Casa Mila “La Pedrera” Anthoni Gaudi’s House
Casa Mila Rooftop Barcelona Tour

Casa Mila “La Pedrera

A masterpiece by architecture Gaudí

Barcelona, Spain

Everything in this building is curved and undulating. Its originality and the techniques used in its construction are surprising throughout.

This is one of the best-known works of the architect Gaudí, and is one of the symbols of Barcelona. It was built between 1906 and 1912, and consists of a succession of stone walls on the outside, while the interior has two painted courtyards, columns and a range of rooms. There are large windows and iron balconies set into the undulating façade.

Casa Mila La Pedrera Barcelona Muslim Tour

 

On the roof, meanwhile, there are chimneys and sculptures which are works of art in themselves, as well as a splendid view of the Paseo de Gràcia avenue. The building has been declared a World Heritage and is the pinnacle of Modernist techniques and tendencies.

 

History

In the year 1900, Passeig de Gràcia was the most important avenue in Barcelona. It was here that iconic buildings began to spring up, and the finest theatres and cinemas, and the most exclusive shops, restaurants and cafés opened.

It was also the boulevard on which the wealthiest and most ambitious members of the bourgeoisie decided to build their homes, vying with each other in a bold and exhibitionist manner by commissioning the most eminent architects of the day to undertake their projects.

 

Casa Mila La Pedrera Barcelona Muslim Friendly travel

 

In 1905, Pere Milà and Roser Segimon married. Attracted by the fame of Passeig de Gràcia, they purchased a detached house with garden situated on a plot measuring 1,835 square metres and they commissioned the architect Antoni Gaudi to build their new property.

The main floor of this new building, Casa Mila, was to be their home and they would rent out the other apartments.

 

Casa Mila La Pedrera Barcelona Muslim Friendly travels

 

There was considerable interest in the construction of Casa Mila and various reports about it were published, such as the piece in L’Edificació Moderna, magazine, the publication of the construction employers’ association.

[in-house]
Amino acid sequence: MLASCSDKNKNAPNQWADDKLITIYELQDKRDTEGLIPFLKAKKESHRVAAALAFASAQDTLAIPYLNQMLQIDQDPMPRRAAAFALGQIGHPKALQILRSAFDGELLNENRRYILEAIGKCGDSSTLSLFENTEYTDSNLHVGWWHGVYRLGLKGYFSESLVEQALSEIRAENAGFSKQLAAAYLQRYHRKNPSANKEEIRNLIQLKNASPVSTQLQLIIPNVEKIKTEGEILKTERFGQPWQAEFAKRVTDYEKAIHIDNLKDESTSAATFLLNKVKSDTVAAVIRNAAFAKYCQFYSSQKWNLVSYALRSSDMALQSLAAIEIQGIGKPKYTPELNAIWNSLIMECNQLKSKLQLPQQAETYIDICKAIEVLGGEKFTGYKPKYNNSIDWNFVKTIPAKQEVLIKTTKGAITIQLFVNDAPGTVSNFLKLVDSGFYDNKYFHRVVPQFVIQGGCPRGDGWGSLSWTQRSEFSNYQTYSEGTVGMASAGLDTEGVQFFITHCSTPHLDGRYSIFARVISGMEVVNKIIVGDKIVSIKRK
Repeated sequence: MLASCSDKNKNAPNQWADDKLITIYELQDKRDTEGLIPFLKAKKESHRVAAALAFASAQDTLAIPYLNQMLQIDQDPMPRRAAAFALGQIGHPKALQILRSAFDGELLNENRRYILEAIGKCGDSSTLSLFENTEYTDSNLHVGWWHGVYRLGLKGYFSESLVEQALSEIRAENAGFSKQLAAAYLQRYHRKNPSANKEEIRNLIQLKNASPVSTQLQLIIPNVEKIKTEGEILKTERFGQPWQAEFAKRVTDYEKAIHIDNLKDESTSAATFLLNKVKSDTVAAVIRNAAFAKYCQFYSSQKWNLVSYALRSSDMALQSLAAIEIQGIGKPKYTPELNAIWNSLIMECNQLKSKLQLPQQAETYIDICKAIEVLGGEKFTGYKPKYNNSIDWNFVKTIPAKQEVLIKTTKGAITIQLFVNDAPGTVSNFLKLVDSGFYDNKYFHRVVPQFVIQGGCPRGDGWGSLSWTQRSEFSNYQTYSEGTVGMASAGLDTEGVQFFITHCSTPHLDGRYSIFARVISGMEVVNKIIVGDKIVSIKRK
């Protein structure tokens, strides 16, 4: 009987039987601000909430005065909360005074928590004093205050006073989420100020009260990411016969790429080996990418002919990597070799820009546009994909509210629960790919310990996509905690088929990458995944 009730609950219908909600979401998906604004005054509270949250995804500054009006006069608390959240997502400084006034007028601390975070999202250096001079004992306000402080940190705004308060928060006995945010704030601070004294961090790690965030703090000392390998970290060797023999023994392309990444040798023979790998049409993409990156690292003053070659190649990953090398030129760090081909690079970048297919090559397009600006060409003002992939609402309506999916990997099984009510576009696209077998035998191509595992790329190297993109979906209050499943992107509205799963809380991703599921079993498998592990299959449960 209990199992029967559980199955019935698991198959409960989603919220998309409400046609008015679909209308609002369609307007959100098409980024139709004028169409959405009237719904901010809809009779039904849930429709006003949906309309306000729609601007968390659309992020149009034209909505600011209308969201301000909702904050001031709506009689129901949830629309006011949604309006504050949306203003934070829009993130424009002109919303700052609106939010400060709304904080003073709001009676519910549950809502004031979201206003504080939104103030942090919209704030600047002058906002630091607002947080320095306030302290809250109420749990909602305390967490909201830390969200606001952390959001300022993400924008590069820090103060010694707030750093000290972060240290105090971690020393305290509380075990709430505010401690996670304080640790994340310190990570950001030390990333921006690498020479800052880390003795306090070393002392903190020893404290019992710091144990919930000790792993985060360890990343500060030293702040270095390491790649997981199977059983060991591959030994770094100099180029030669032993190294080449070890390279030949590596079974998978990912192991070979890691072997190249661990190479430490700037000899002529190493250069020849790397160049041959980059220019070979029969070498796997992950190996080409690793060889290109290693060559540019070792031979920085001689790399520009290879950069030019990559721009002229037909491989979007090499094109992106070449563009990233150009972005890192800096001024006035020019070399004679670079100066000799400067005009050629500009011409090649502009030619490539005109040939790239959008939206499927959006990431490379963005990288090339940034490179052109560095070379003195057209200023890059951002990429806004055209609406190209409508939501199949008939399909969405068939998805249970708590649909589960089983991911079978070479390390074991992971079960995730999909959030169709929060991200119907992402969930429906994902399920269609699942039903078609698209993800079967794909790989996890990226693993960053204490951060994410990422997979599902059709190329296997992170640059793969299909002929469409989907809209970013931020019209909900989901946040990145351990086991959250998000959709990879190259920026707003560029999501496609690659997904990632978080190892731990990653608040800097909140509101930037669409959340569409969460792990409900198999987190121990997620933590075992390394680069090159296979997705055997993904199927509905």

The article stated that Gaudi was determined to meet the needs of modern life “without the nature of the materials or their resistance being an obstacle that limits his freedom of action”, and it described the structure of columns as an innovation that would result in large and well-lit spaces.

The construction of the building was complex and was fraught with financial and legal problems. Nor was it free from controversy. Gaudi kept changing his projects to shape the appearance of the structures of the building as the work advanced. He went well over the expected budget and did not abide by the City Council’s building codes: the built volume was illegal; the attic and the rooftop exceeded the permitted maximums; and one of the pillars of the façade occupied part of the pavement on Passeig de Gràcia.

When Gaudi discovered that an inspector had been by to alert the builder, Mr. Bayó, to these illegalities, he left very precise instructions. If the inspector came back and the column had to be cut, Gaudi would have a plaque put up, stating “the section of column that is missing was cut at the order of the City Council”.

After many years of neglect, Casa Mila, popularly known as La Pedrera and declared a World Heritage Site in 1984 by UNESCO, was restored and opened to the public in 1996.


Plan your visit

From Mar 01 to Nov 04

Monday to Sunday
9:00 AM to 8:30 PM
9:00 PM to 11:00 PM

From Nov 05 to Feb 28

Monday to Sunday
9:00 AM to 6:30 PM
7:00 PM to 9:00 PM
From Dec 26 to Jan 03

Monday to Sunday
9:00 AM to 8:30 PM
9:00 PM to 11:00 PM<

Prices

  • General:€22
  • Reduced:€16,50
  • Children:€11
  • Free entrance: children aged 0 to 6.

Services

Audio guide, Cafe, Guided tours

Contact details

Provença, 261 – 265
08008  Barcelona  (Catalonia)
info@lapedrera.com
www.lapedrera.com/es/home
Tel.:+ 34 932142576